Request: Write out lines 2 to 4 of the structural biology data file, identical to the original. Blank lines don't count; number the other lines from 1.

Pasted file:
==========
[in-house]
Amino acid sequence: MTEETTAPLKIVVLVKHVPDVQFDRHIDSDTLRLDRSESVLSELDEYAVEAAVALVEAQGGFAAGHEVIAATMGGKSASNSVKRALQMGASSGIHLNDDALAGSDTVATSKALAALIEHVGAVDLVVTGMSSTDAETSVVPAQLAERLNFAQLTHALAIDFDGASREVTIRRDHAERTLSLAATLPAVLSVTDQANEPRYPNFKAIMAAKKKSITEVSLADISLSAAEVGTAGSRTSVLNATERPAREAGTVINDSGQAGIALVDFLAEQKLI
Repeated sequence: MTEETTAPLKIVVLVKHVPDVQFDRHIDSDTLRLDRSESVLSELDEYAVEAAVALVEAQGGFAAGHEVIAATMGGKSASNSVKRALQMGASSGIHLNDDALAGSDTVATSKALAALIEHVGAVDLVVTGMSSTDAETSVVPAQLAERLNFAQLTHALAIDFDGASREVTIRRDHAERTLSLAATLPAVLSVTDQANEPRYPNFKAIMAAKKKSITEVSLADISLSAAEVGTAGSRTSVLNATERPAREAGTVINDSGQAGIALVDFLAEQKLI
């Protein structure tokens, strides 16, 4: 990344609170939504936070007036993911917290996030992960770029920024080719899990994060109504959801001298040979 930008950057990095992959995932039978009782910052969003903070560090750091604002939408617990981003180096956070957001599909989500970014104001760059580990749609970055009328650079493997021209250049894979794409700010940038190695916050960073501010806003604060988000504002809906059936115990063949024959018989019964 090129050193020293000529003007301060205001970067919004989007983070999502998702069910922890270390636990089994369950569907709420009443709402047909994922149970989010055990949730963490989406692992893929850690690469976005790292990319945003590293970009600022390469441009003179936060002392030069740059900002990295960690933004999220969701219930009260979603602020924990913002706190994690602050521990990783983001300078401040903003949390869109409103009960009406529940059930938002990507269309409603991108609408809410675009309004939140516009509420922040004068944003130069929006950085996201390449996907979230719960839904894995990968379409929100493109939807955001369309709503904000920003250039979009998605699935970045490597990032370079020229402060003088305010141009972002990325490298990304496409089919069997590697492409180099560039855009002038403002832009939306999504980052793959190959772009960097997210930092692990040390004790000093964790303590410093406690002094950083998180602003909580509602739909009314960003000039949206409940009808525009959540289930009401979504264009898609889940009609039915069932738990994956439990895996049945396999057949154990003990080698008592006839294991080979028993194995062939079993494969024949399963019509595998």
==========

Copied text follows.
Amino acid sequence: MTEETTAPLKIVVLVKHVPDVQFDRHIDSDTLRLDRSESVLSELDEYAVEAAVALVEAQGGFAAGHEVIAATMGGKSASNSVKRALQMGASSGIHLNDDALAGSDTVATSKALAALIEHVGAVDLVVTGMSSTDAETSVVPAQLAERLNFAQLTHALAIDFDGASREVTIRRDHAERTLSLAATLPAVLSVTDQANEPRYPNFKAIMAAKKKSITEVSLADISLSAAEVGTAGSRTSVLNATERPAREAGTVINDSGQAGIALVDFLAEQKLI
Repeated sequence: MTEETTAPLKIVVLVKHVPDVQFDRHIDSDTLRLDRSESVLSELDEYAVEAAVALVEAQGGFAAGHEVIAATMGGKSASNSVKRALQMGASSGIHLNDDALAGSDTVATSKALAALIEHVGAVDLVVTGMSSTDAETSVVPAQLAERLNFAQLTHALAIDFDGASREVTIRRDHAERTLSLAATLPAVLSVTDQANEPRYPNFKAIMAAKKKSITEVSLADISLSAAEVGTAGSRTSVLNATERPAREAGTVINDSGQAGIALVDFLAEQKLI
């Protein structure tokens, strides 16, 4: 990344609170939504936070007036993911917290996030992960770029920024080719899990994060109504959801001298040979 930008950057990095992959995932039978009782910052969003903070560090750091604002939408617990981003180096956070957001599909989500970014104001760059580990749609970055009328650079493997021209250049894979794409700010940038190695916050960073501010806003604060988000504002809906059936115990063949024959018989019964 090129050193020293000529003007301060205001970067919004989007983070999502998702069910922890270390636990089994369950569907709420009443709402047909994922149970989010055990949730963490989406692992893929850690690469976005790292990319945003590293970009600022390469441009003179936060002392030069740059900002990295960690933004999220969701219930009260979603602020924990913002706190994690602050521990990783983001300078401040903003949390869109409103009960009406529940059930938002990507269309409603991108609408809410675009309004939140516009509420922040004068944003130069929006950085996201390449996907979230719960839904894995990968379409929100493109939807955001369309709503904000920003250039979009998605699935970045490597990032370079020229402060003088305010141009972002990325490298990304496409089919069997590697492409180099560039855009002038403002832009939306999504980052793959190959772009960097997210930092692990040390004790000093964790303590410093406690002094950083998180602003909580509602739909009314960003000039949206409940009808525009959540289930009401979504264009898609889940009609039915069932738990994956439990895996049945396999057949154990003990080698008592006839294991080979028993194995062939079993494969024949399963019509595998």